Celiac.com Sponsor (A1):


Join eNewsletter


Celiac.com Sponsor (A1-m):



Join eNewsletter

Archived

This topic is now archived and is closed to further replies.

samcarter

Gluten And Sugar Cravings

Recommended Posts

Has anyone noticed their cravings for sugar increasing after a glutening episode? I wonder if this is due to malabsorption/mineral imbalance, or the gluten creating kind of an addiction situtation.

All I know is, after being glutened yesterday I am going nuts for sugar today. Definitely not good for me. :(


Negative EMA test 8/08

Gluten free 8/08

Positive response to dietary change

Dairy free 3/09

Citrus free 5/09

Allergies: bananas, apples, green beans, mold.

Share this post


Link to post
Share on other sites

Celiac.com Sponsor (A8):

Celiac.com Sponsor (A8):


Has anyone noticed their cravings for sugar increasing after a glutening episode? I wonder if this is due to malabsorption/mineral imbalance, or the gluten creating kind of an addiction situtation.

All I know is, after being glutened yesterday I am going nuts for sugar today. Definitely not good for me. :(

This is purely theoretical, but I'd bet you're a fledgling diabetic.

Gluten is an opioid. It mimics human endorphin.

Again ......theoretical: Gluten plugs into the nerve cells interspersed in the pancreas islet cell. It fools the pancreas into chemically thinking the muscles are in fight-or-flight mode. The pancreas responds with a constant flood of insulin. Insulin tells fat cells to stop releasing fat. All cells are then forced to receive energy from blood sugar.

Sugar is addictive.

You removed the gluten from your pancreas nerve cells. They no longer think your muscles are in fight-or-flight mode, and they've told the pancreas to stop releasing insulin. Your insulin levels have fallen. Your fat cells are taking in sugar and releasing fat. Your blood sugar concentration is dropping, and cells all over your body are having to consume a little fat with their sugar.

Your cells were addicted to an all-sugar diet. They are in withdrawal, and don't like it.

Hang in there. Exercise. Eat plenty of starches like corn and rice with your meat, fat and veggies. Then slowly cut back on the starches. The digestive system converts starches into blood sugar, but at a regulated rate.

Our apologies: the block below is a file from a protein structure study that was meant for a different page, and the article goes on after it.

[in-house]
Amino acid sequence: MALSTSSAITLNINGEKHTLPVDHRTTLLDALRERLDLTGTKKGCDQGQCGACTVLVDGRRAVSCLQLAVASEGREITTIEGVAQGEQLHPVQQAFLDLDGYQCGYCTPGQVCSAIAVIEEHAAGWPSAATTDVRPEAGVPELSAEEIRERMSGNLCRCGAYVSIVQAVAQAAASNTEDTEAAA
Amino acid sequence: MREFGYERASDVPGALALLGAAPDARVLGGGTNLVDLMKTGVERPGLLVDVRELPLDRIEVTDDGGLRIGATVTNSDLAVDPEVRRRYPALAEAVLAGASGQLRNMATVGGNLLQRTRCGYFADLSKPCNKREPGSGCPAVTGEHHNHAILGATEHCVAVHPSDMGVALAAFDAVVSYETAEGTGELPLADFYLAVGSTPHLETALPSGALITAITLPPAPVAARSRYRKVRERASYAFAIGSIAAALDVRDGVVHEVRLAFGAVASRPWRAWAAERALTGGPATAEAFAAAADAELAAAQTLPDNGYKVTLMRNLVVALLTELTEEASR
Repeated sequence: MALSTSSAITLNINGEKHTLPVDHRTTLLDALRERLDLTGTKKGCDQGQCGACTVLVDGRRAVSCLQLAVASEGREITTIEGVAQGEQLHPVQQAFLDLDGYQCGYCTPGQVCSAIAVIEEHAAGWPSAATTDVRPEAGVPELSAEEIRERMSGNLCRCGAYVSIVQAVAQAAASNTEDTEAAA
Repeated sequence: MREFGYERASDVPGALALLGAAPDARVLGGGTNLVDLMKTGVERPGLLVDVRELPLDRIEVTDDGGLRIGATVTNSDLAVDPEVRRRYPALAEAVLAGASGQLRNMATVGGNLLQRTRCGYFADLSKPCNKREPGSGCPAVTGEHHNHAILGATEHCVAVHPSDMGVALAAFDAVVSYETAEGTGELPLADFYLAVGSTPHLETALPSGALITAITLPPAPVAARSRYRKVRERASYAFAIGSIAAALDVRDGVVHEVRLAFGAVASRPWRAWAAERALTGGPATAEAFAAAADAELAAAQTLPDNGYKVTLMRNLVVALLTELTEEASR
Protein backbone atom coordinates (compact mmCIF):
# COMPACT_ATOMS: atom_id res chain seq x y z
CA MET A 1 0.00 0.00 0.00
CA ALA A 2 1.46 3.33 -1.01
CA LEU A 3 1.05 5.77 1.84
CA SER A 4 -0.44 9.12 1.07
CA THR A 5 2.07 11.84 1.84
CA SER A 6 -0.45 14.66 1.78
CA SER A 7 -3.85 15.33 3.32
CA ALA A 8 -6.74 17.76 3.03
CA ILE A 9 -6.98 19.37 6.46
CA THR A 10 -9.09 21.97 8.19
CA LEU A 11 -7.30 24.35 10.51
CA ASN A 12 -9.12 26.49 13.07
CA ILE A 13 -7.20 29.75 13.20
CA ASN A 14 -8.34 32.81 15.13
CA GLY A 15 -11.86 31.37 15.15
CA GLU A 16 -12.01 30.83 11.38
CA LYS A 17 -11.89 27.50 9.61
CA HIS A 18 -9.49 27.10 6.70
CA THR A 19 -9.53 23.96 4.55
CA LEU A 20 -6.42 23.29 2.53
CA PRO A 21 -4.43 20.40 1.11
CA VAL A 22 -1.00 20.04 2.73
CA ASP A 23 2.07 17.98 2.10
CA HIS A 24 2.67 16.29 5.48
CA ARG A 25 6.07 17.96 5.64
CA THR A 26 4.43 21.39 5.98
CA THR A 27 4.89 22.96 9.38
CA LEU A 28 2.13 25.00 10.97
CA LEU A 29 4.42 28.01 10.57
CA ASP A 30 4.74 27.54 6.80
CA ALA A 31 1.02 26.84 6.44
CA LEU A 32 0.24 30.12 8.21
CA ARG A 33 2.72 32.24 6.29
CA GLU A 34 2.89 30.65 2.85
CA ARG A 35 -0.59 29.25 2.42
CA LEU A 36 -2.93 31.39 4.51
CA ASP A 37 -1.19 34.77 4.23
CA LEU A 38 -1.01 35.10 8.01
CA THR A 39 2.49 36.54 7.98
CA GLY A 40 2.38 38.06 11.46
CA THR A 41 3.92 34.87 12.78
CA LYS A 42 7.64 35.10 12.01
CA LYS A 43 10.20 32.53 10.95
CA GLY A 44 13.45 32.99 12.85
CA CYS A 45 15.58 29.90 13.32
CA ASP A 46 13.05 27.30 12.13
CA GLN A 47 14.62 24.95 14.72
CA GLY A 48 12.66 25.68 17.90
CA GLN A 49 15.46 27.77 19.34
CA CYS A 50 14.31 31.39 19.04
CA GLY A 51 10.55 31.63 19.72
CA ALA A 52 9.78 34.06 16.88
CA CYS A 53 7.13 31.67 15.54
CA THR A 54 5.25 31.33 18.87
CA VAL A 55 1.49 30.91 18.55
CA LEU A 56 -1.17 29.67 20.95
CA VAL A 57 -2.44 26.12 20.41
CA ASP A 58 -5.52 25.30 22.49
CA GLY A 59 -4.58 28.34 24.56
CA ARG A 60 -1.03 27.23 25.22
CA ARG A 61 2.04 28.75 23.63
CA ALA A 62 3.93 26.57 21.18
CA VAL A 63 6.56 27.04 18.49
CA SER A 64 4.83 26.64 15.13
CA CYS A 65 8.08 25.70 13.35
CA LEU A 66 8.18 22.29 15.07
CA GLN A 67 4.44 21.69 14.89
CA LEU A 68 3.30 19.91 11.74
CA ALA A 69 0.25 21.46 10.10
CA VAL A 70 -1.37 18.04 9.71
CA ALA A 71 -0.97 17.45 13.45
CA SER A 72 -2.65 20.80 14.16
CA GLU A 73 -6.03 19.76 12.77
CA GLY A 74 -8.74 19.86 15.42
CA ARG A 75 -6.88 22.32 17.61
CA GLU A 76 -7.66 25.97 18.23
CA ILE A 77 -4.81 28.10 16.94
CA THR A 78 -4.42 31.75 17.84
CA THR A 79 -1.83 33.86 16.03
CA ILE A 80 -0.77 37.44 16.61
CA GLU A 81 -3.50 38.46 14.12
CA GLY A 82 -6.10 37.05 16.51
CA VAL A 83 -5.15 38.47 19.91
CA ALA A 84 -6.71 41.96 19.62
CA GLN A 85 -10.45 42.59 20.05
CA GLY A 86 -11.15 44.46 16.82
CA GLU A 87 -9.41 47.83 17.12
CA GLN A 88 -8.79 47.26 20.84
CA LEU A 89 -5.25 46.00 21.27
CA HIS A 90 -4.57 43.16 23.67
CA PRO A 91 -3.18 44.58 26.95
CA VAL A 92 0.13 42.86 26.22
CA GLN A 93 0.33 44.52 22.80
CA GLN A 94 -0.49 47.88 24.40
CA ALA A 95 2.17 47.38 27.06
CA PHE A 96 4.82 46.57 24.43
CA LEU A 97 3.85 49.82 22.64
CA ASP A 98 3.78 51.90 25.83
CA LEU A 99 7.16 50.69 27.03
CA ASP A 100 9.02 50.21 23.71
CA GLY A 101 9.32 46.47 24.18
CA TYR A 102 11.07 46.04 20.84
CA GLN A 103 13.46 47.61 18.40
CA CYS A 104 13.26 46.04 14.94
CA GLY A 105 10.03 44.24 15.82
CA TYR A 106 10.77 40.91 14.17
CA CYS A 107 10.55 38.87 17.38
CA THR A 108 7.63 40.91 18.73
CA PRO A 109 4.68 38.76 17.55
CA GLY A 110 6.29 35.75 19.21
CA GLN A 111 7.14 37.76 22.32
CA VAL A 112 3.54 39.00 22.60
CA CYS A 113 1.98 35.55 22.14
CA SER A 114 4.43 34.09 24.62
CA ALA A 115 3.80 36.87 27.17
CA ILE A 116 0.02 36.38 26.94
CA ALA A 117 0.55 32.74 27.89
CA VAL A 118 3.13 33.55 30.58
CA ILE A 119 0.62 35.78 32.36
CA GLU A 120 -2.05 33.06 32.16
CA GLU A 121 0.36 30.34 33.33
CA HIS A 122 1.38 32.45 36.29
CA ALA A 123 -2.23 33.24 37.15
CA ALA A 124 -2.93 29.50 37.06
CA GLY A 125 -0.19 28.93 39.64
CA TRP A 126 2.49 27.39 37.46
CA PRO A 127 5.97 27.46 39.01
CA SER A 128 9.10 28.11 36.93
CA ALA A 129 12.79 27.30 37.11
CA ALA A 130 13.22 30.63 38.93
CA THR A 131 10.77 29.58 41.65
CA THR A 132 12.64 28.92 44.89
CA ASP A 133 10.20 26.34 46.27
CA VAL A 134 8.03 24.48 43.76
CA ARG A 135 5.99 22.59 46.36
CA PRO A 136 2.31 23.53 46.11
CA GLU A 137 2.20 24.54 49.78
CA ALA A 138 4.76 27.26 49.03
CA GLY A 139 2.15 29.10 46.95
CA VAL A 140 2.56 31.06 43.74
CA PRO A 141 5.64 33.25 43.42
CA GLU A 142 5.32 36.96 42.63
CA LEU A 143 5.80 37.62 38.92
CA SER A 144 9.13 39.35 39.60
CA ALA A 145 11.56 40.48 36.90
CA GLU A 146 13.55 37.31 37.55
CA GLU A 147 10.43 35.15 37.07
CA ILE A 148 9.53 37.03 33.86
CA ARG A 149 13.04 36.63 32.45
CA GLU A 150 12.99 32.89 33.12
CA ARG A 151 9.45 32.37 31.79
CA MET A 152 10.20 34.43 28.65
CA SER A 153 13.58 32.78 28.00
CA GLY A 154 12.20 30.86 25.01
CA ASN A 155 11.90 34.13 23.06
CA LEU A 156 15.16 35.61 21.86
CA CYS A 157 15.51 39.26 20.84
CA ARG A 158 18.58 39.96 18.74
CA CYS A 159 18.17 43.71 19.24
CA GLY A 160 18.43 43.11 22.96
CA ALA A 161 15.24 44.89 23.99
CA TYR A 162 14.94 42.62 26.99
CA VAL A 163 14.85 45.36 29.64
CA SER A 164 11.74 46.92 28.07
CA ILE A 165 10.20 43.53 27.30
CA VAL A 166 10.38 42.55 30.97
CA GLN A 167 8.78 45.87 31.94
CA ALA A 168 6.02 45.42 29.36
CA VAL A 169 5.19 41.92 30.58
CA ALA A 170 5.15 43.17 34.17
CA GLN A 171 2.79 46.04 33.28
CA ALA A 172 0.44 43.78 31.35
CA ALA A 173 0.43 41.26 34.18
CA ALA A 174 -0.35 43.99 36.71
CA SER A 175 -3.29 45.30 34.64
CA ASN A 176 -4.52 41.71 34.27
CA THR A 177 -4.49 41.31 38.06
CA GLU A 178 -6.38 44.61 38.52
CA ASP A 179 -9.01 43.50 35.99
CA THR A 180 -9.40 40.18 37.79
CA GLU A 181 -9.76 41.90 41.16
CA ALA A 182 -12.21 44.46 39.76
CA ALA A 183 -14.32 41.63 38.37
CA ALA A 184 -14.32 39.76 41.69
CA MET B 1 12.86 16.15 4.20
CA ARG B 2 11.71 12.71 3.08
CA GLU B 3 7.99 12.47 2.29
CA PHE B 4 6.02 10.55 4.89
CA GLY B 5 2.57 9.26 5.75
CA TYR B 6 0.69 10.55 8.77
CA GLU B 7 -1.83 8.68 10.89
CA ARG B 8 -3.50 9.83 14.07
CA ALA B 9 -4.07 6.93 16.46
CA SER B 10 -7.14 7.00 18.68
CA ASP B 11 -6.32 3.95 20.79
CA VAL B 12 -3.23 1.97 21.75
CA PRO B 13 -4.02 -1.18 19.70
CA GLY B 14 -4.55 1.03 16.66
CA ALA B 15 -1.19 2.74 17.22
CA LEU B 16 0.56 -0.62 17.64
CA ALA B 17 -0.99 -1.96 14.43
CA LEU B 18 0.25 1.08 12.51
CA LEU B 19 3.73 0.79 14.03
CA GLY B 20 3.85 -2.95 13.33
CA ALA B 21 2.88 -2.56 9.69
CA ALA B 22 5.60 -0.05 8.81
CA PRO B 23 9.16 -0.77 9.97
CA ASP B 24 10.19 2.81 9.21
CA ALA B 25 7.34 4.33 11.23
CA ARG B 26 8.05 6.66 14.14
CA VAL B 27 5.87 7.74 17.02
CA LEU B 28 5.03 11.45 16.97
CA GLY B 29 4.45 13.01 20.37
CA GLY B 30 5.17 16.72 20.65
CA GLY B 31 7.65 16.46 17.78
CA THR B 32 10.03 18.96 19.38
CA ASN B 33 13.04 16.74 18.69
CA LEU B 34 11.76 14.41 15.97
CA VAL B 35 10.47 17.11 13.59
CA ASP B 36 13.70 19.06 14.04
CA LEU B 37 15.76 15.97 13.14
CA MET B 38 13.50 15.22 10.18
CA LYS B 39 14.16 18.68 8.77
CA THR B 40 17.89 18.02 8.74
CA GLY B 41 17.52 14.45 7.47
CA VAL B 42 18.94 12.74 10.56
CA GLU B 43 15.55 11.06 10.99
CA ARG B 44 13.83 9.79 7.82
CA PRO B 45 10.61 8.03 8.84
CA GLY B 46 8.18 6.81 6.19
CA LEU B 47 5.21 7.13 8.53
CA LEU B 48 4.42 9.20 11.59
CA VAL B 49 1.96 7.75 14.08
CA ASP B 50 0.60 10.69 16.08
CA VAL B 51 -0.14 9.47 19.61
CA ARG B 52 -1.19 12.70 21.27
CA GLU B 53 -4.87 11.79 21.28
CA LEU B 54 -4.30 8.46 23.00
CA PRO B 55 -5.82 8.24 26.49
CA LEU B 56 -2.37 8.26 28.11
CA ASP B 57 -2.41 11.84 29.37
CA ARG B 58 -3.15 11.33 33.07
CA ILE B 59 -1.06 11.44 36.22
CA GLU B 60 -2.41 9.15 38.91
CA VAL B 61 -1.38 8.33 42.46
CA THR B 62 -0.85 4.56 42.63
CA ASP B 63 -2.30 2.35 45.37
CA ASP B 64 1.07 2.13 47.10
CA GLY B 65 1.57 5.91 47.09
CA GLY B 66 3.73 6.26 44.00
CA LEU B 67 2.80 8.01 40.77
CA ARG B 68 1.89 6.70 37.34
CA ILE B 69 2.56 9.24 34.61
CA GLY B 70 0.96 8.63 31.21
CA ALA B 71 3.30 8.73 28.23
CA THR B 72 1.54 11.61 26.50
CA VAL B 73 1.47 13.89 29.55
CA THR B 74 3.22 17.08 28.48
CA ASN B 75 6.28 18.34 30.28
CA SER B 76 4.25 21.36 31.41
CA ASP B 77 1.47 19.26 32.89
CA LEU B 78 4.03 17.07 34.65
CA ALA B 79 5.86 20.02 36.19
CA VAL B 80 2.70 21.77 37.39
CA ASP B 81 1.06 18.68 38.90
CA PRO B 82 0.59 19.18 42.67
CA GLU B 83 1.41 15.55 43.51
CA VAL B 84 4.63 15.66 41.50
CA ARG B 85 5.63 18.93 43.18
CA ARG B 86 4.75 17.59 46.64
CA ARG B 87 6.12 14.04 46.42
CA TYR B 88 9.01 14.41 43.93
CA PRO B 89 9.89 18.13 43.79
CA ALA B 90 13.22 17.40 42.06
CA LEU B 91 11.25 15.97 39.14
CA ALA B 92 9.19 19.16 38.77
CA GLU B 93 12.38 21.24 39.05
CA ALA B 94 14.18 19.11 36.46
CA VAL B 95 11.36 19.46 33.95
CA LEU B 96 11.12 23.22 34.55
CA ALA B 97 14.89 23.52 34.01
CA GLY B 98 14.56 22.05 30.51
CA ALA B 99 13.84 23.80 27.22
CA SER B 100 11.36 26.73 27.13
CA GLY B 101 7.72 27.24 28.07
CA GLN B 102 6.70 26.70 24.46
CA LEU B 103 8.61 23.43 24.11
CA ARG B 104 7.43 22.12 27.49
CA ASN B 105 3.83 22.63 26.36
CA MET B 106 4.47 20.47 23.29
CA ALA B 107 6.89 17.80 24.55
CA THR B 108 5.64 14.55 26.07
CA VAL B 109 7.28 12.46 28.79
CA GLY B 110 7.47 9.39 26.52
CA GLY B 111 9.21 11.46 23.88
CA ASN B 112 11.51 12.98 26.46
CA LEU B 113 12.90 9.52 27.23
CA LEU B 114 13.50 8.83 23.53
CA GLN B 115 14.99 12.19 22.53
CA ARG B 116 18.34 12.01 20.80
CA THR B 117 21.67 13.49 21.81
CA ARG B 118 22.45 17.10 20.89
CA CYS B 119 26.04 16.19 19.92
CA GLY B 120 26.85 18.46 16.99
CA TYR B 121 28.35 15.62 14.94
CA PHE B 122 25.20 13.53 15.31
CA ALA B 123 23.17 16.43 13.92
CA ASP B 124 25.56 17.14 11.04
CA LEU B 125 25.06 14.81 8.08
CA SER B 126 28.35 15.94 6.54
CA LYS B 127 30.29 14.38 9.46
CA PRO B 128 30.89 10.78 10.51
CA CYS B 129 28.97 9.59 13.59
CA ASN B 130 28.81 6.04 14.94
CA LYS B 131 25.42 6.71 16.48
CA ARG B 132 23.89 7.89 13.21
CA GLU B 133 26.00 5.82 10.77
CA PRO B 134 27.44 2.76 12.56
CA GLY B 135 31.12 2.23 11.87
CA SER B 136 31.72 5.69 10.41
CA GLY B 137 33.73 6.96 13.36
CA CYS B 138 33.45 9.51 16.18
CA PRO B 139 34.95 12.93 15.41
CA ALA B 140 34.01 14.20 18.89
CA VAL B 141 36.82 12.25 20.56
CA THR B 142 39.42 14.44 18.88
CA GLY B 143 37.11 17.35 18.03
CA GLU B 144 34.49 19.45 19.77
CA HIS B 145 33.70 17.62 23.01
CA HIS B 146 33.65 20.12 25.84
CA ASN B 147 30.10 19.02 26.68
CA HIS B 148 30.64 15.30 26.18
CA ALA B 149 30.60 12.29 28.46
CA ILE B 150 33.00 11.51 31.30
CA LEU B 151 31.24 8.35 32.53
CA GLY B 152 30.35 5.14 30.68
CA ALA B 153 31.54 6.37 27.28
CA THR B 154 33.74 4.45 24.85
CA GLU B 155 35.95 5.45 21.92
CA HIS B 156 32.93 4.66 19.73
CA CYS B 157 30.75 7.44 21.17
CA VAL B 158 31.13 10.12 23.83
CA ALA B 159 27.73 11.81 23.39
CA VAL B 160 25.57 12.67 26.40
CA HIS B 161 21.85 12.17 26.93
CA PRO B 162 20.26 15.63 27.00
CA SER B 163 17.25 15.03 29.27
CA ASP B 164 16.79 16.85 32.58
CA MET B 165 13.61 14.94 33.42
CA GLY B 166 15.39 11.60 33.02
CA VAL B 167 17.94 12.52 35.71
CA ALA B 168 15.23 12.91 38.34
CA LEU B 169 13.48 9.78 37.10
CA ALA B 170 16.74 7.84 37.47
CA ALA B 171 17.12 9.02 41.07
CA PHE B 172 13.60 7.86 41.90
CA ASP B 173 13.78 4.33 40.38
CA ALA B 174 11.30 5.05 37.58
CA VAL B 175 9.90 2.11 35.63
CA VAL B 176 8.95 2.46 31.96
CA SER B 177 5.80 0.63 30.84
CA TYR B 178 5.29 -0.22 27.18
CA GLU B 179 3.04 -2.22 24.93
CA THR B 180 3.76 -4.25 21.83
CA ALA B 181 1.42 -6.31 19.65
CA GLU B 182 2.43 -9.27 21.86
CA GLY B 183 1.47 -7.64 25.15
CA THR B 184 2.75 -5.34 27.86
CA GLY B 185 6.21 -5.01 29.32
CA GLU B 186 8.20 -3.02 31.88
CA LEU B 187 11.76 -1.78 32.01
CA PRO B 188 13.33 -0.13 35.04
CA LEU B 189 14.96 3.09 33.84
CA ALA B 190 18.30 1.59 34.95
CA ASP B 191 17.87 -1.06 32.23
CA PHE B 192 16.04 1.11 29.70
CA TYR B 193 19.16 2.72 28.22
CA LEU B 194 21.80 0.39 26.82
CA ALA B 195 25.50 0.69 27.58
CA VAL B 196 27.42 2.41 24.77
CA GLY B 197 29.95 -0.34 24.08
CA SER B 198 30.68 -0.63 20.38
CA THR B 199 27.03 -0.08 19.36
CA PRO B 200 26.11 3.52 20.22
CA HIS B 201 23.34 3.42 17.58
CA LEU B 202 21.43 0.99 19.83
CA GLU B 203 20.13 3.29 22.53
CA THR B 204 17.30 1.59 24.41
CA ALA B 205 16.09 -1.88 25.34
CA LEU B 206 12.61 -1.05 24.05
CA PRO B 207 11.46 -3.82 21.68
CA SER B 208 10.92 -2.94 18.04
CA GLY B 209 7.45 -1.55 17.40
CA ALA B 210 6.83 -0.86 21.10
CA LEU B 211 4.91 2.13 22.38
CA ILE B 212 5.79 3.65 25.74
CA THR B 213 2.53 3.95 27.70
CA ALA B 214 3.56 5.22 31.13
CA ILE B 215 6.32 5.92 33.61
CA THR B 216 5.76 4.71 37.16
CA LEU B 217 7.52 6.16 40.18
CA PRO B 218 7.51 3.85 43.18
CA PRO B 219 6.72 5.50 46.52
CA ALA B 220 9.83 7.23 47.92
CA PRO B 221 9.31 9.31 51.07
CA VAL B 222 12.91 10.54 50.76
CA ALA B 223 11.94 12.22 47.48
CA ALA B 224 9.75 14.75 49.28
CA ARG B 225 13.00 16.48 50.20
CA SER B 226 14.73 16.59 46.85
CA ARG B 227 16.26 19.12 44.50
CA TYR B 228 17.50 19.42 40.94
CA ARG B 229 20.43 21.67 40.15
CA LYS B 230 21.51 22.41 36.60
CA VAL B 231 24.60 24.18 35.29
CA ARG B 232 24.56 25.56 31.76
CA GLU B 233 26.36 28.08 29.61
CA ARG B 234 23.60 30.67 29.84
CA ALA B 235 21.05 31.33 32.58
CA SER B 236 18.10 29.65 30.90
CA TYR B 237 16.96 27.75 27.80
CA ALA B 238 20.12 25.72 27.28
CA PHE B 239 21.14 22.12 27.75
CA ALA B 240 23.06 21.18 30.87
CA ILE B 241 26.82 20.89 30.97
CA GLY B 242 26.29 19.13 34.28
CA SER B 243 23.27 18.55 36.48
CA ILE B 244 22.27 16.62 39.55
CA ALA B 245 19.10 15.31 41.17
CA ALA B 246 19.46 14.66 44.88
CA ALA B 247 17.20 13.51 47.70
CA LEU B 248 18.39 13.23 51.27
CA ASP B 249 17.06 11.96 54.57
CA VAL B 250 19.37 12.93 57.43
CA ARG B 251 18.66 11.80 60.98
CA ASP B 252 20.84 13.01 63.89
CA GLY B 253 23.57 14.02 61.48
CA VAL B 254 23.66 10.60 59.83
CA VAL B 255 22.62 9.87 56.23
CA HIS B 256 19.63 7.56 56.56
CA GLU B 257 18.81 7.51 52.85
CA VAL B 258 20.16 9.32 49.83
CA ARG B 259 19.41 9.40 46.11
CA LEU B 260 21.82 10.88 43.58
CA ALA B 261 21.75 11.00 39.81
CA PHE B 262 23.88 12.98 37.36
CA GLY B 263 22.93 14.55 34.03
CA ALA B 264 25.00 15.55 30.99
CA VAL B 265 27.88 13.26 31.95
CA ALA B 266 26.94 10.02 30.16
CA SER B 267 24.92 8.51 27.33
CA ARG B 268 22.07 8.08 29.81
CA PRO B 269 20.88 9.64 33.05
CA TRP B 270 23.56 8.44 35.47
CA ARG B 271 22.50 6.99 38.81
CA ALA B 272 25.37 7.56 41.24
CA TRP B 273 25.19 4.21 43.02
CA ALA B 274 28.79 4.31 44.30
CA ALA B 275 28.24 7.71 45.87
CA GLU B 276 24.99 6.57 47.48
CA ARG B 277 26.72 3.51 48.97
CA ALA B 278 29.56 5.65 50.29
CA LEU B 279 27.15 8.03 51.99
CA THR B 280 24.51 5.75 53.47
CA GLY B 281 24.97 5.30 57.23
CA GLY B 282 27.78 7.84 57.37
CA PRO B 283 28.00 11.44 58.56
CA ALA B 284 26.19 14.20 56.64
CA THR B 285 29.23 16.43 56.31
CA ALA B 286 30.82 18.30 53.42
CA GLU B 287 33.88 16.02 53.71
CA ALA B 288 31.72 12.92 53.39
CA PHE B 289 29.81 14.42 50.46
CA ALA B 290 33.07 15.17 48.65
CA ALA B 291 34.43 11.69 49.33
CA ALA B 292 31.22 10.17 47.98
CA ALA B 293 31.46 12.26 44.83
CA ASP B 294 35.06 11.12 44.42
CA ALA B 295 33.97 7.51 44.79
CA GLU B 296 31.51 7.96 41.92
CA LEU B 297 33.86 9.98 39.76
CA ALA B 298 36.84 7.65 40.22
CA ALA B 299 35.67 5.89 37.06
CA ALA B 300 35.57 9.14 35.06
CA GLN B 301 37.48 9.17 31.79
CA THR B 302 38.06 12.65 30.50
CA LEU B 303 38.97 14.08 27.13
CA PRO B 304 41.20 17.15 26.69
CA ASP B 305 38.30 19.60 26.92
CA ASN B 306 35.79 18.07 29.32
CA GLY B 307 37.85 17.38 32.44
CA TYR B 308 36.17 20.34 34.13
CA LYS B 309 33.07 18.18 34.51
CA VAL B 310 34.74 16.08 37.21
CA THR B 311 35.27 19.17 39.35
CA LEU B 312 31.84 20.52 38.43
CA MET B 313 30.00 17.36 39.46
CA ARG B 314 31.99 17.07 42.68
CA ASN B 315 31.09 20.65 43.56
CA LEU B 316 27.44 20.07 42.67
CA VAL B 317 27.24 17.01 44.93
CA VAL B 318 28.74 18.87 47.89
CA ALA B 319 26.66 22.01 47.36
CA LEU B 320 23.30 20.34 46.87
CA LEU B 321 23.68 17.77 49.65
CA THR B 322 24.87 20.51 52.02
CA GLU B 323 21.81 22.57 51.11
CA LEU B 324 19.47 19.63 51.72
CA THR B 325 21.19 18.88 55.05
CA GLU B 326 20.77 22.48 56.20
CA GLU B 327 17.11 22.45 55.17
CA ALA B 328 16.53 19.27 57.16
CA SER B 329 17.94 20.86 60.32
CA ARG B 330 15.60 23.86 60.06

..

Share this post


Link to post
Share on other sites

I had that same problem going gluten-free, and I'm pretty sure I'm not diabetic.

First I craved sugar, then I craved protein. Eventually everything evened out.


"Let food be thy medicine, and let thy medicine be food." - Hippocrates

Share this post


Link to post
Share on other sites
This is purely theoretical, but I'd bet you're a fledgling diabetic.

Gluten is an opioid. It mimics human endorphin.

Again ......theoretical: Gluten plugs into the nerve cells interspersed in the pancreas islet cell. It fools the pancreas into chemically thinking the muscles are in fight-or-flight mode. The pancreas responds with a constant flood of insulin. Insulin tells fat cells to stop releasing fat. All cells are then forced to receive energy from blood sugar.

Sugar is addictive.

You removed the gluten from your pancreas nerve cells. They no longer think your muscles are in fight-or-flight mode, and they've told the pancreas to stop releasing insulin. Your insulin levels have fallen. Your fat cells are taking in sugar and releasing fat. Your blood sugar concentration is dropping, and cells all over your body are having to consume a little fat with their sugar.

Your cells were addicted to an all-sugar diet. They are in withdrawal, and don't like it.

Hang in there. Exercise. Eat plenty of starches like corn and rice with your meat, fat and veggies. Then slowly cut back on the starches. The digestive system converts starches into blood sugar, but at a regulated rate.

..

I have heard about gluten being an opoid. Not sure about the borderline diabetic, though. When my dr did my one piddly celiac blood test, he also had my non-fasting blood sugar tested; it was 127. If i had been fasting, that would have been borderline diabetes, but I had had breakfast a few hours before. :huh:


Negative EMA test 8/08

Gluten free 8/08

Positive response to dietary change

Dairy free 3/09

Citrus free 5/09

Allergies: bananas, apples, green beans, mold.

Share this post


Link to post
Share on other sites